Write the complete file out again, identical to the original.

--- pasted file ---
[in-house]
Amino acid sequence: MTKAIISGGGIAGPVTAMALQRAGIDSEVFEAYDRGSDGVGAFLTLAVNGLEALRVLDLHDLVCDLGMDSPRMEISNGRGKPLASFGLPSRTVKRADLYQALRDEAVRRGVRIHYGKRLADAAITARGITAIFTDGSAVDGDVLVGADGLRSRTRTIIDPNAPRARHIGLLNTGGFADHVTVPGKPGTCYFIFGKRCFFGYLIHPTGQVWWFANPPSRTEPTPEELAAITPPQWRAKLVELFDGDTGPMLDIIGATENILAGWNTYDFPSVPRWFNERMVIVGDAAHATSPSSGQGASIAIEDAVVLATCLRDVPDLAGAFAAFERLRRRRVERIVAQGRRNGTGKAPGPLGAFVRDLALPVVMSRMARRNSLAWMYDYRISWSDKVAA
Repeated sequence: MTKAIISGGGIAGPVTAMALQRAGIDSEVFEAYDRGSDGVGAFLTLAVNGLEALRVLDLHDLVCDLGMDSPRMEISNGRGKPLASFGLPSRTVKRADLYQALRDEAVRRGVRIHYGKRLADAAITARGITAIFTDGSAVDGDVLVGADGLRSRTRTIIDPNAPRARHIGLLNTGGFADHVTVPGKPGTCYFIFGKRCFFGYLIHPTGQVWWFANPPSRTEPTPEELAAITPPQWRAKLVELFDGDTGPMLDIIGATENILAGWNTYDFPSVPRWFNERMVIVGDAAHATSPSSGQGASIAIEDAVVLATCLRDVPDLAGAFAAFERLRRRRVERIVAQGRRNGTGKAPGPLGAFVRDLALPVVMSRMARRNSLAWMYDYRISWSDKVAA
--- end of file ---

[in-house]
Amino acid sequence: MTKAIISGGGIAGPVTAMALQRAGIDSEVFEAYDRGSDGVGAFLTLAVNGLEALRVLDLHDLVCDLGMDSPRMEISNGRGKPLASFGLPSRTVKRADLYQALRDEAVRRGVRIHYGKRLADAAITARGITAIFTDGSAVDGDVLVGADGLRSRTRTIIDPNAPRARHIGLLNTGGFADHVTVPGKPGTCYFIFGKRCFFGYLIHPTGQVWWFANPPSRTEPTPEELAAITPPQWRAKLVELFDGDTGPMLDIIGATENILAGWNTYDFPSVPRWFNERMVIVGDAAHATSPSSGQGASIAIEDAVVLATCLRDVPDLAGAFAAFERLRRRRVERIVAQGRRNGTGKAPGPLGAFVRDLALPVVMSRMARRNSLAWMYDYRISWSDKVAA
Repeated sequence: MTKAIISGGGIAGPVTAMALQRAGIDSEVFEAYDRGSDGVGAFLTLAVNGLEALRVLDLHDLVCDLGMDSPRMEISNGRGKPLASFGLPSRTVKRADLYQALRDEAVRRGVRIHYGKRLADAAITARGITAIFTDGSAVDGDVLVGADGLRSRTRTIIDPNAPRARHIGLLNTGGFADHVTVPGKPGTCYFIFGKRCFFGYLIHPTGQVWWFANPPSRTEPTPEELAAITPPQWRAKLVELFDGDTGPMLDIIGATENILAGWNTYDFPSVPRWFNERMVIVGDAAHATSPSSGQGASIAIEDAVVLATCLRDVPDLAGAFAAFERLRRRRVERIVAQGRRNGTGKAPGPLGAFVRDLALPVVMSRMARRNSLAWMYDYRISWSDKVAA